MANILA (Reuters) - Chinese steel futures rose for a third straight session on Wednesday, supported by leaner supply and expectations that consumption in the world’s top user would recover when production cuts are lifted after winter.
Prices of steelmaking raw materials iron ore and coking coal also advanced, with coking coal hitting a two-month peak.
The most-active rebar contract for May delivery on the Shanghai Futures Exchange was up 1.7 percent at 3,796 yuan ($573) a ton by the midday break, after earlier touching a one-week high of 3,821 yuan.
Steel mills across northern China have been ordered to curb output from November through March, corresponding to the Northern Hemisphere winter, as part of Beijing’s campaign to fight smog.
Stocks of rebar among Chinese traders had fallen to 3.61 million tonnes as of Nov. 17, the lowest level in a year, according to data compiled by SteelHome consultancy.
The most actively traded May iron ore contract on the Dalian Commodity Exchange climbed 0.7 percent to 488 yuan per ton by the break after earlier touching a two-week high of 498.50 yuan.
Fellow steelmaking commodity coking coal rose as high as 1,281.50 yuan a ton, its strongest level since Sept. 21, and was last up 3.9 percent at 1,264.50 yuan.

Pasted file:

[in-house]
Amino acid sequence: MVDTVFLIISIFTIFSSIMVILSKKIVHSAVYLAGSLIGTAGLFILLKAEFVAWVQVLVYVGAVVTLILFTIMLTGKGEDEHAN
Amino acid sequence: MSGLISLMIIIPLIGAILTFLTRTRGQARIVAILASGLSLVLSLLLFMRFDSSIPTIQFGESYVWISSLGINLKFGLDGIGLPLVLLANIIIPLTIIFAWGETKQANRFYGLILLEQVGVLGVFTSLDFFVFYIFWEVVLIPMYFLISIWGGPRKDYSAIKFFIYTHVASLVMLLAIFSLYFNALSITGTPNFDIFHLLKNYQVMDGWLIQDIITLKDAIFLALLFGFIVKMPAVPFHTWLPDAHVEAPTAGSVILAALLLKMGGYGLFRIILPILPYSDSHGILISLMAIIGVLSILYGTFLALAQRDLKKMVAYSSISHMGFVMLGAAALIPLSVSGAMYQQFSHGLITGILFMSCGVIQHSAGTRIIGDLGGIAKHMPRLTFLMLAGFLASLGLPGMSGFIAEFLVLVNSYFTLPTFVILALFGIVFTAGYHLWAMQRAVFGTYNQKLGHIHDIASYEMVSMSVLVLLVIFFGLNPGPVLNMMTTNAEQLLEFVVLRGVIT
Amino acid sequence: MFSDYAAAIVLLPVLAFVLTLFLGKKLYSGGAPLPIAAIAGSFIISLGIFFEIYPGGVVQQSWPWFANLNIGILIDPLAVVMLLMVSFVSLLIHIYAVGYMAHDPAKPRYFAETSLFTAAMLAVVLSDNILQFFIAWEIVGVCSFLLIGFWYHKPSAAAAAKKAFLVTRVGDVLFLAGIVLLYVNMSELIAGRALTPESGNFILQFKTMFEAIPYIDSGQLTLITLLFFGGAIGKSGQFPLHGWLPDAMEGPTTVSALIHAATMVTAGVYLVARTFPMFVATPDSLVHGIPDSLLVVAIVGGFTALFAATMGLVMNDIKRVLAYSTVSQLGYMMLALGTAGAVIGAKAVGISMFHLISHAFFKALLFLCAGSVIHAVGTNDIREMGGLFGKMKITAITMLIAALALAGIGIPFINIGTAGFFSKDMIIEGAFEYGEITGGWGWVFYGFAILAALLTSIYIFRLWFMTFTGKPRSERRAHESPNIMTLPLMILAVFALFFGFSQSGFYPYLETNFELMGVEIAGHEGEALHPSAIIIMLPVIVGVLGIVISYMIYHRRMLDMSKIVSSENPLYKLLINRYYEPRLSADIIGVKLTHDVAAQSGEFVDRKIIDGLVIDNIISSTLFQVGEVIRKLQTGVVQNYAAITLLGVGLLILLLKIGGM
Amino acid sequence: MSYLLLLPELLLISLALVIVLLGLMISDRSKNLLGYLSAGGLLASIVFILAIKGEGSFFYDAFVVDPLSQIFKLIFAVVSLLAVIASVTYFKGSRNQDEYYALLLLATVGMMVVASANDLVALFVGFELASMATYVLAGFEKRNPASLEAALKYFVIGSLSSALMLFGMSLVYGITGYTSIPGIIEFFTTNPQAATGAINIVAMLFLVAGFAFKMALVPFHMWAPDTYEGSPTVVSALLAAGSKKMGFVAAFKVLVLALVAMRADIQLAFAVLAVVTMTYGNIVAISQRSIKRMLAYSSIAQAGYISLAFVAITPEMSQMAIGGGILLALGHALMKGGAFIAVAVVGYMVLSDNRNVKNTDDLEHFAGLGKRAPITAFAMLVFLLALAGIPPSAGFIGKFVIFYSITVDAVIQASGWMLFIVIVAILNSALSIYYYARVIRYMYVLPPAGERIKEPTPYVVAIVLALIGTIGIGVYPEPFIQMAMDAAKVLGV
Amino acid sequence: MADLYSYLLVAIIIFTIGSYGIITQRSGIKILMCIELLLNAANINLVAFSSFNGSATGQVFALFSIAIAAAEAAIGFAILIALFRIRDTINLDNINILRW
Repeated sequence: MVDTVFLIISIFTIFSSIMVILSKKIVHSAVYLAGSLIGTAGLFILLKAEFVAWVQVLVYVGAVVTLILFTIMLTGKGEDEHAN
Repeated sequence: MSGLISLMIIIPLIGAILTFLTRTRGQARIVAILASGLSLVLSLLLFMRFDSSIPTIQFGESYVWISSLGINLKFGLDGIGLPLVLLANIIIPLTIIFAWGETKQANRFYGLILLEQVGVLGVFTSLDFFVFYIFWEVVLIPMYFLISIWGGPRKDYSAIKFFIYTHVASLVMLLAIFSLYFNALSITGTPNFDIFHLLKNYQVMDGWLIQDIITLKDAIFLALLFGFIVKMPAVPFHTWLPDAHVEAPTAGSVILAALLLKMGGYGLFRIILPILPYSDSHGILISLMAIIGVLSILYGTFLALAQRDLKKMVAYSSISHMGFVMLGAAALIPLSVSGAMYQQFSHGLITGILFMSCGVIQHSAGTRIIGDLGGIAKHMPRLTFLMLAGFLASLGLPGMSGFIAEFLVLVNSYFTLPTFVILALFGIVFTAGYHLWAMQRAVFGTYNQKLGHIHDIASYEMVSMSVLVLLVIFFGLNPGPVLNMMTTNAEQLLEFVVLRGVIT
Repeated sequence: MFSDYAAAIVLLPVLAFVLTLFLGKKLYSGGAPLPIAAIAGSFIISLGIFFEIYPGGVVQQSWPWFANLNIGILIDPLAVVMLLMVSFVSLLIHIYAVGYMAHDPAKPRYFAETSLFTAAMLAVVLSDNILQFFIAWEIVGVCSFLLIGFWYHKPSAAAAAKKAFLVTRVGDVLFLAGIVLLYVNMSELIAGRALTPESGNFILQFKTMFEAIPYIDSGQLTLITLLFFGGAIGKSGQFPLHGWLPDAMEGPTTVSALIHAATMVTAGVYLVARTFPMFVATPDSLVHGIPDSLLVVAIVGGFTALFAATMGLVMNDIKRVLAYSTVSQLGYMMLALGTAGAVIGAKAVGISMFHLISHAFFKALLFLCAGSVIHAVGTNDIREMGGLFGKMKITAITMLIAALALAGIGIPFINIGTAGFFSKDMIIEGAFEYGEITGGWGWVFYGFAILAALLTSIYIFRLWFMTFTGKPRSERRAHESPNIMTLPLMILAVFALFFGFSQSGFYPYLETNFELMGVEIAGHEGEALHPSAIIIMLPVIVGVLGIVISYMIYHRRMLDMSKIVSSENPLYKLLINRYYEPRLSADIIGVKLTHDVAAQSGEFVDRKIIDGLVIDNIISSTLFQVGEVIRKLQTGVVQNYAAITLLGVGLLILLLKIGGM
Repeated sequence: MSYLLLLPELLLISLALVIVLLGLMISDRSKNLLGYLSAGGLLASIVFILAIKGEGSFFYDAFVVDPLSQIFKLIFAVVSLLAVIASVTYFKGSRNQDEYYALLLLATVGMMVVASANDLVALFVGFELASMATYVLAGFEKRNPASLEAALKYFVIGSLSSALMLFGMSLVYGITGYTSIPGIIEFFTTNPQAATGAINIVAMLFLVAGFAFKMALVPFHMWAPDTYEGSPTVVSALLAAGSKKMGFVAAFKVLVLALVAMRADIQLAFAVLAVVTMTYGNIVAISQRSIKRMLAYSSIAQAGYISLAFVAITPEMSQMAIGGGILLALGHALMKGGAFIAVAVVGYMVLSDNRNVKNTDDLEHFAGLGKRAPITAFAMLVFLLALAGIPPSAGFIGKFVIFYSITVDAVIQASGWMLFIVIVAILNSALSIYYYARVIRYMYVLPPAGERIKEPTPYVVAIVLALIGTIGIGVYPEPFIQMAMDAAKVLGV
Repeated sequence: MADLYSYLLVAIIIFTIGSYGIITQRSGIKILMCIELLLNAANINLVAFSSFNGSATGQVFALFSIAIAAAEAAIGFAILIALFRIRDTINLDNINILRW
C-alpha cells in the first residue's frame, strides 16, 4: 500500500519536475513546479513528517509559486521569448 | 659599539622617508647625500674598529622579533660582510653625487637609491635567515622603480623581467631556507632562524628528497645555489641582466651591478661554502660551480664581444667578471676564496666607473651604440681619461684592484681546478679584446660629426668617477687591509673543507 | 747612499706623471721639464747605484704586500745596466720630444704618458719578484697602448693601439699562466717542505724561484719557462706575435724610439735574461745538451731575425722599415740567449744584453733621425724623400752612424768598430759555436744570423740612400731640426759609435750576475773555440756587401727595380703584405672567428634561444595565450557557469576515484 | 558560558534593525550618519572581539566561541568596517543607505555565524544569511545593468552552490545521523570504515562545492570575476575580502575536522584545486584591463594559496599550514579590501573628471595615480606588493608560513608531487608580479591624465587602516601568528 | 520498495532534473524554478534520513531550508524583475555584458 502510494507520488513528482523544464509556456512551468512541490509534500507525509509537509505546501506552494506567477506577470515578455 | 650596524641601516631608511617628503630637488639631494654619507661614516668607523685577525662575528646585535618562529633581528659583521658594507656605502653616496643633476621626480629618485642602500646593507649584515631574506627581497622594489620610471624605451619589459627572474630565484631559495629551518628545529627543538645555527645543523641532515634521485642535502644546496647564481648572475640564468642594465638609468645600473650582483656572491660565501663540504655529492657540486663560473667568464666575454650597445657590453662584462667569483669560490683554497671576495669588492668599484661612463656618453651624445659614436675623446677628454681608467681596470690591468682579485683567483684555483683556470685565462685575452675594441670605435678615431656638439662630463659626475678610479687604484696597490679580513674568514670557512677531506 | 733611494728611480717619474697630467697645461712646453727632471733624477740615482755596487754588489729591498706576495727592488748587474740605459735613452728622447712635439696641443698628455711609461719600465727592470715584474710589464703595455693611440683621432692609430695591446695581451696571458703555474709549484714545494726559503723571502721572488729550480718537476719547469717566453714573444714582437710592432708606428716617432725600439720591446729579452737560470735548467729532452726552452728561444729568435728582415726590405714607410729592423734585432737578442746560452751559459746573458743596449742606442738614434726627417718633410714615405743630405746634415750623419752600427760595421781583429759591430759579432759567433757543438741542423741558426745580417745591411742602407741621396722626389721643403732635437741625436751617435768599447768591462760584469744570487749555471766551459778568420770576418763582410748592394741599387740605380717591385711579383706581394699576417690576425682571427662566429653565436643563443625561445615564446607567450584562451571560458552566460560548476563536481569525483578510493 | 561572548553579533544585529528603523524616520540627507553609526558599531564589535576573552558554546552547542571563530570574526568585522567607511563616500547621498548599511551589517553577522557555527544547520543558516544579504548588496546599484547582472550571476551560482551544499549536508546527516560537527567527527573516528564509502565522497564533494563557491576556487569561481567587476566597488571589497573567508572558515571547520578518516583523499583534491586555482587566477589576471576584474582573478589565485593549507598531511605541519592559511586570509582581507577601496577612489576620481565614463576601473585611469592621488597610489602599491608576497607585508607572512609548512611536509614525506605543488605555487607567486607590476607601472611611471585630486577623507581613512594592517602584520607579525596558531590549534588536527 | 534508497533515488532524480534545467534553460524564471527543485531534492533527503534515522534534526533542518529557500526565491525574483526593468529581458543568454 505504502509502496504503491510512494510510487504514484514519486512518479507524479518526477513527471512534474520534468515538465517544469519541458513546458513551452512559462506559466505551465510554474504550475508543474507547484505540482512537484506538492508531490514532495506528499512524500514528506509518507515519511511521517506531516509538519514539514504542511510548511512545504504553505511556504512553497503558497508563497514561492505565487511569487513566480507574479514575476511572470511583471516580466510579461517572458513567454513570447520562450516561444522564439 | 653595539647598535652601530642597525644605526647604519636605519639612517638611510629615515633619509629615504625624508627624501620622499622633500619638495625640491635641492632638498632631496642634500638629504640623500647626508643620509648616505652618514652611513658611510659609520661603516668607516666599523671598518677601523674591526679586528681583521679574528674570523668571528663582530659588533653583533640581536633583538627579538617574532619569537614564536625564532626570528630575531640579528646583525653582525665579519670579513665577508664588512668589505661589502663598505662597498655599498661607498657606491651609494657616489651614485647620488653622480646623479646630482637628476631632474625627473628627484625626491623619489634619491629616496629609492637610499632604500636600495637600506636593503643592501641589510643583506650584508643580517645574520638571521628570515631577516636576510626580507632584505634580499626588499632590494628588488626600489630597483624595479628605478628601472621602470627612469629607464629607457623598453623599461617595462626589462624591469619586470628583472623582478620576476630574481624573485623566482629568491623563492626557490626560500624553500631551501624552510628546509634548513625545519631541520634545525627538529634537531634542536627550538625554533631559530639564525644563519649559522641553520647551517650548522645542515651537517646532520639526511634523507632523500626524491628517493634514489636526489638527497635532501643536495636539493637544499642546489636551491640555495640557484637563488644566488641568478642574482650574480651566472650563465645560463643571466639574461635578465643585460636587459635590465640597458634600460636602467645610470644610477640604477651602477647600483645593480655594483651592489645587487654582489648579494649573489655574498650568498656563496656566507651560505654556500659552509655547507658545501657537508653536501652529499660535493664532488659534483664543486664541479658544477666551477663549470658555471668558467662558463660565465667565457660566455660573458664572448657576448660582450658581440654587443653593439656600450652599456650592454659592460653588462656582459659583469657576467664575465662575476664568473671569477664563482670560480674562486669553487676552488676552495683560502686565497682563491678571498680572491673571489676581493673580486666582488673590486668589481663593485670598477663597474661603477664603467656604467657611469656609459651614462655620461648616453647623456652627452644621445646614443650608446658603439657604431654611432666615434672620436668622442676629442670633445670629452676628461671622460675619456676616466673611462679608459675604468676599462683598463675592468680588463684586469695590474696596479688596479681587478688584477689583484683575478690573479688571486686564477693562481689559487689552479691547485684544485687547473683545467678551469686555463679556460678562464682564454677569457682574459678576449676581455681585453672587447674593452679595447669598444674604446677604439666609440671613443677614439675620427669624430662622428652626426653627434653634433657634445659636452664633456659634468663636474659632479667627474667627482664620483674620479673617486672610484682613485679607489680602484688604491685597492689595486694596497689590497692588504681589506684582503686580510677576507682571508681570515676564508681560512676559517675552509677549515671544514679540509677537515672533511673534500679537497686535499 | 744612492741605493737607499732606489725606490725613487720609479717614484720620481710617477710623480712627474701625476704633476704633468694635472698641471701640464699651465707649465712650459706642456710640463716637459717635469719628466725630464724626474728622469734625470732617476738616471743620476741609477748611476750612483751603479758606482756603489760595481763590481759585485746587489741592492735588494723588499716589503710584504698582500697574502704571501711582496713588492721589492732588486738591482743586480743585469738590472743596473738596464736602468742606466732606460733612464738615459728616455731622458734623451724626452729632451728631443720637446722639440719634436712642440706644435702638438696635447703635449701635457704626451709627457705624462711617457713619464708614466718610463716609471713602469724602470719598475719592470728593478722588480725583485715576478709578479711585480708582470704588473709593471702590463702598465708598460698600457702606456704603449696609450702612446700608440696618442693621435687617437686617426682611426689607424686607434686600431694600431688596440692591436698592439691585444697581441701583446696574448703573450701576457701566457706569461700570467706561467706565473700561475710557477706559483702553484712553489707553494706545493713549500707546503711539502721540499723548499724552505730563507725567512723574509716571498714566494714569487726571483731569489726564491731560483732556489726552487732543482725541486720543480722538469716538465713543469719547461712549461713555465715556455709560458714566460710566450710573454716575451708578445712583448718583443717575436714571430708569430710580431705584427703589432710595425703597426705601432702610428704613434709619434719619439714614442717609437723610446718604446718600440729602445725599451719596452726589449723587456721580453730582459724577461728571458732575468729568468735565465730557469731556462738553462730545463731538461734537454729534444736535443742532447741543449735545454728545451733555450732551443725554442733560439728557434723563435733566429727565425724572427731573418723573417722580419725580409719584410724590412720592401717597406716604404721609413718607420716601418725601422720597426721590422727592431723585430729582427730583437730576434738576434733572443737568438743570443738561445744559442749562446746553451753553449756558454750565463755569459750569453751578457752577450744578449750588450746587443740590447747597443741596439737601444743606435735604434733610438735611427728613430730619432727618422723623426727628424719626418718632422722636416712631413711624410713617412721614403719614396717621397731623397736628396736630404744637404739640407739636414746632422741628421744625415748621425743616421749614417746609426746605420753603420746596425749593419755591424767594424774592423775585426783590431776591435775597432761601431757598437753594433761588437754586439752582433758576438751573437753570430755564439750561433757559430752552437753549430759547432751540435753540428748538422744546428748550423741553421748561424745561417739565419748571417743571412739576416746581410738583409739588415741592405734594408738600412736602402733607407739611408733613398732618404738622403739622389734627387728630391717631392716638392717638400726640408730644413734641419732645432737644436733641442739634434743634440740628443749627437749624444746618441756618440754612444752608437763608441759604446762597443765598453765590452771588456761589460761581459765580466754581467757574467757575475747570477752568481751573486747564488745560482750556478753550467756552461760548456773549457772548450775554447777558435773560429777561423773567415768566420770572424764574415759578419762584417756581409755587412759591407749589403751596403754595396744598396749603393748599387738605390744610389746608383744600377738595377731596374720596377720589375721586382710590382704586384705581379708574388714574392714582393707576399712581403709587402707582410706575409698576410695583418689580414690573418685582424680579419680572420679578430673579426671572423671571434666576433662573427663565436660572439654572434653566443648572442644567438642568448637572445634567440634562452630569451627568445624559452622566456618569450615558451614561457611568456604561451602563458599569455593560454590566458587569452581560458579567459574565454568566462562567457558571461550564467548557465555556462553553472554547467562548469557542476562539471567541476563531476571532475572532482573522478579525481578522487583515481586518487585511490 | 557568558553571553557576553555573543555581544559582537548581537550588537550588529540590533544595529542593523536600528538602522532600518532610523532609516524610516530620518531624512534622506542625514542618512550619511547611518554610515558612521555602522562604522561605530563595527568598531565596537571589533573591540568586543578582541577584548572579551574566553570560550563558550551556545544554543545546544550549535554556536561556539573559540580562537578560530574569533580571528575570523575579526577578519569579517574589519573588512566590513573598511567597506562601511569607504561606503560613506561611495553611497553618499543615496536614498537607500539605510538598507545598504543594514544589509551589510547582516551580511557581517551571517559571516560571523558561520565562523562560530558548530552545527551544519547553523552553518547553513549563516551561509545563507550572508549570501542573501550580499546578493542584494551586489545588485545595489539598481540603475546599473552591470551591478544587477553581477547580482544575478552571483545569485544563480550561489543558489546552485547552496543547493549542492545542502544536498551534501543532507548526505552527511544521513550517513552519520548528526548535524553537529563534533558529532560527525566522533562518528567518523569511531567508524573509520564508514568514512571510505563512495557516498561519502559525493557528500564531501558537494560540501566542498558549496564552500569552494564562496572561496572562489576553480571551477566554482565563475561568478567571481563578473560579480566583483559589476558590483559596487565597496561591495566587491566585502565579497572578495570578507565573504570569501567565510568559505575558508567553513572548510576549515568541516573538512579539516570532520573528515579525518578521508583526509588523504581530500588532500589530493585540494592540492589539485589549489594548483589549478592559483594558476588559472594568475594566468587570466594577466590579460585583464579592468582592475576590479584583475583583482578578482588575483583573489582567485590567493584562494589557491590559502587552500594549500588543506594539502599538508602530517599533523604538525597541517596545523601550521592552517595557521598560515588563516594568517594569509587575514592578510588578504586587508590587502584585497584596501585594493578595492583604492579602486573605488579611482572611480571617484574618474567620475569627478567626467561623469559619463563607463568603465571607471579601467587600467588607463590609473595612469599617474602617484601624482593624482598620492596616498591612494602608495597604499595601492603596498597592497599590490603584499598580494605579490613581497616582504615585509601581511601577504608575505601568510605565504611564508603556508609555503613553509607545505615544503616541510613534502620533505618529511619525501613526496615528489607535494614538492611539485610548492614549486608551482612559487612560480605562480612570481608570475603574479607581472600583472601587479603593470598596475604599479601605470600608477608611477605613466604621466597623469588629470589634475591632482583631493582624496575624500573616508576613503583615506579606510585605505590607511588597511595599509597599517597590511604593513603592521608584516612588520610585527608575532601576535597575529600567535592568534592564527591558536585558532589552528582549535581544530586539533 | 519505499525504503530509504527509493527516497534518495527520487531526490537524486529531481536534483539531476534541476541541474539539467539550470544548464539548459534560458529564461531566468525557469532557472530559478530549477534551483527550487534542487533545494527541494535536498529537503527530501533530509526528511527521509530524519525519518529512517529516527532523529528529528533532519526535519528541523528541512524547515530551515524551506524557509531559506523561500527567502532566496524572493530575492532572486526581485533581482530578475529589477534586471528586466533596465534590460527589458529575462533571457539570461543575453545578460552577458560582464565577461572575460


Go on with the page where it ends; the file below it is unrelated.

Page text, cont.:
“I think there is some disruption that is causing some problems for the supply from Australia,” said Beijing-based CRU consultant Wang Di said.
Australia is the biggest supplier of coking coal to China. China’s overall coal imports dropped 21 percent in October from the previous month amid efforts by Beijing to replace coal with cleaner fuel in the northern part of the country to meet tough air quality targets.
But Di said she expects iron ore prices to remain under pressure with global supply expected to rise next year.
“There will be more shipments delivered to China in the coming months and inventory at ports are set to rise further,” Argonaut Securities analyst Helen Lau said in a note.
“As China steel mills have yet to restock anytime soon, therefore the iron ore price outlook remains grim in our view.”
Iron ore for delivery to China’s Qingdao port slipped 1.5 percent to $62.50 a ton on Tuesday, according to Metal Bulletin.
Iron ore stockpiles at Chinese ports was at 138.5 million tonnes as of Nov. 17, SteelHome reported. That is 25 percent higher than a year ago.